Advances Spark New Age of Fire Safety
While the controlled use of fire predates written history, it has taken humans until modern times to nearly master its deadly capabilities. Thankfully today, an array of detection technologies has drastically reduced the threat to lives and property as the result of fire, smoke and gases. Get up to speed on the latest fire safety innovations.
Perhaps no other technology in the past 150 years has contributed more to fire safety than early warning smoke detection systems. Data collected during the past 40 years alone estimates 90,000 lives have been saved by smoke detection and fire protection technologies. In addition, countless other potential tragedies may have been averted by early warning and intervention.
From rudimentary heat detectors invented in the late 1800s to sophisticated and integrated electronic systems in place today, smoke detection has been a significant scientific achievement. Like many aspects of modern life that we take for granted, progress has been the result of the convergence of need and opportunity.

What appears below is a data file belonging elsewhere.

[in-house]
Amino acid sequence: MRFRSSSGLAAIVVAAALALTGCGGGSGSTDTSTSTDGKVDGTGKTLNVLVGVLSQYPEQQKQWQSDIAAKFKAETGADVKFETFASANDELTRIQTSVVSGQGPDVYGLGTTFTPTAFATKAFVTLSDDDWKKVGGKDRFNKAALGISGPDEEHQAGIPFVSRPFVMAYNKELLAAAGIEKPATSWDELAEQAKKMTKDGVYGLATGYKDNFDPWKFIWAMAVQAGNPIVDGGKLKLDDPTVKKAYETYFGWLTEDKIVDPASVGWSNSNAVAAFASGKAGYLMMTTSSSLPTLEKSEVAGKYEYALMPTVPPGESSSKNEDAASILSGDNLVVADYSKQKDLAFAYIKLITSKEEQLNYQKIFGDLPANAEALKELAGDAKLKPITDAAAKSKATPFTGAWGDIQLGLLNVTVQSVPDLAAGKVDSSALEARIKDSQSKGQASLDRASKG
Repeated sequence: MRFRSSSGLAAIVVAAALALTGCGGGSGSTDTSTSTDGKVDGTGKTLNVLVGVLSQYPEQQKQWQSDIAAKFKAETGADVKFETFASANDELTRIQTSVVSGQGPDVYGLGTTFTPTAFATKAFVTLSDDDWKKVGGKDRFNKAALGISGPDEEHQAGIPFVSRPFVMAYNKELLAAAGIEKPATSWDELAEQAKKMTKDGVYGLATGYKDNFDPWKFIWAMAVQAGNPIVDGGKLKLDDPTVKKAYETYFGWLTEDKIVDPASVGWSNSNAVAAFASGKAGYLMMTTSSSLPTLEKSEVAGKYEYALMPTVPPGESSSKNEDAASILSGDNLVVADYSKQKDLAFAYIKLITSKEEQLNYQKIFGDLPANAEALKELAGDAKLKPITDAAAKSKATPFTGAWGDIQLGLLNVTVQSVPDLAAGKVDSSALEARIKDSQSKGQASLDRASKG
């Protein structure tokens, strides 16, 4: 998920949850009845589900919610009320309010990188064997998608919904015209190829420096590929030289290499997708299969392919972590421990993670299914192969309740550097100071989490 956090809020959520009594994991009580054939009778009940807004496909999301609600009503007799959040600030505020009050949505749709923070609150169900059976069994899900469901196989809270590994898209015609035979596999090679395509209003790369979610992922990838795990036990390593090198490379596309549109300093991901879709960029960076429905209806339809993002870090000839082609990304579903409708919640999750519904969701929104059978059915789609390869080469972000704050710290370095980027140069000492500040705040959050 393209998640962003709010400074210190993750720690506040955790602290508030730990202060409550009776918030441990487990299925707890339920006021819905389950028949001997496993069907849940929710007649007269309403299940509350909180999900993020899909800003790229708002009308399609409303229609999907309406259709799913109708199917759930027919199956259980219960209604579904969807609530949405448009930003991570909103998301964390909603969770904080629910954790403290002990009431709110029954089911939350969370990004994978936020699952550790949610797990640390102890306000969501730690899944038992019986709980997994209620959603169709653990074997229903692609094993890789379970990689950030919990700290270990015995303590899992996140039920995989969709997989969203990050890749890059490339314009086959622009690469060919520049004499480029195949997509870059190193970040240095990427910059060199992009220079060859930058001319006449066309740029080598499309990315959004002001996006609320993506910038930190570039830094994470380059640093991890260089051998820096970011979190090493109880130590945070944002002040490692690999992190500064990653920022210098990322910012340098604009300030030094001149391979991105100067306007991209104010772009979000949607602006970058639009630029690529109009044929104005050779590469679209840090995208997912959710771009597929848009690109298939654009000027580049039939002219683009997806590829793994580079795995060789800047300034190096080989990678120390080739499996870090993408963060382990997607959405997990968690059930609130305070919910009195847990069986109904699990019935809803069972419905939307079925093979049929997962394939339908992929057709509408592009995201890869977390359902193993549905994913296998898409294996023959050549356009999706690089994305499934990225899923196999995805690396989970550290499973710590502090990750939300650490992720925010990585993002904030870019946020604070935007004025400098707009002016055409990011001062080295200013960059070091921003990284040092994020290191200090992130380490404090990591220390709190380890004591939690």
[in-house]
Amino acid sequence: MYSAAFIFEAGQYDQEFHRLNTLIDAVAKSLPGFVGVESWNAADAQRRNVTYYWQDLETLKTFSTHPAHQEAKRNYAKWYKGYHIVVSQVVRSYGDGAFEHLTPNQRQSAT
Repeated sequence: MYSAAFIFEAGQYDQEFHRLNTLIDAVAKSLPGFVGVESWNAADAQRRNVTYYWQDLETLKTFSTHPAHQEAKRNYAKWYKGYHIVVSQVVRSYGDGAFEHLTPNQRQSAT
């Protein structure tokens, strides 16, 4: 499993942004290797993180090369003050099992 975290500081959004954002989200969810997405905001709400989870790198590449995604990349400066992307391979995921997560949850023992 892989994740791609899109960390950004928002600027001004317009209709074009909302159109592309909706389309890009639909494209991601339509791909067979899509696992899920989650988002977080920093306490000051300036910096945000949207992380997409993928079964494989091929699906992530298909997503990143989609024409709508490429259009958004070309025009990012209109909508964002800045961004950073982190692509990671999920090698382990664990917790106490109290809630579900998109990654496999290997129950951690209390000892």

Recent studies reveal the odds of dying in a house fire are reduced 50% by having a working smoke alarm/detector installed. In commercial buildings, even in the presence of sprinkler systems, the benefits of smoke detection are significant. Sprinkler systems, by design, provide a localized response as heat (typically above 135° F) triggers the sprinkler directly where the fire is burning. Smoke detection systems integrated across commercial buildings quickly warn occupants of a potential danger before it spreads.
Clearly the best life-safety solution is to provide a combination of early warning smoke detection and fire sprinkler systems. Let’s take a look at the impressive variety of fire/life-safety detection technologies and devices currently available to help installing contractors best protect their clients’ persons and properties.
Advances Enable Smarter Detection
Today the focus is on integration of “smart” (multicriteria fire detection) technologies that increase value, simplicity and reliability. For example, one area of development involves advanced signal analysis via software that converts sensor signals into a mathematical formula. In real-time, the software dynamically compares signal data to sophisticated algorithms that differentiate between a fire emergency and harmless smoke (e.g., from a welder, steam, dust).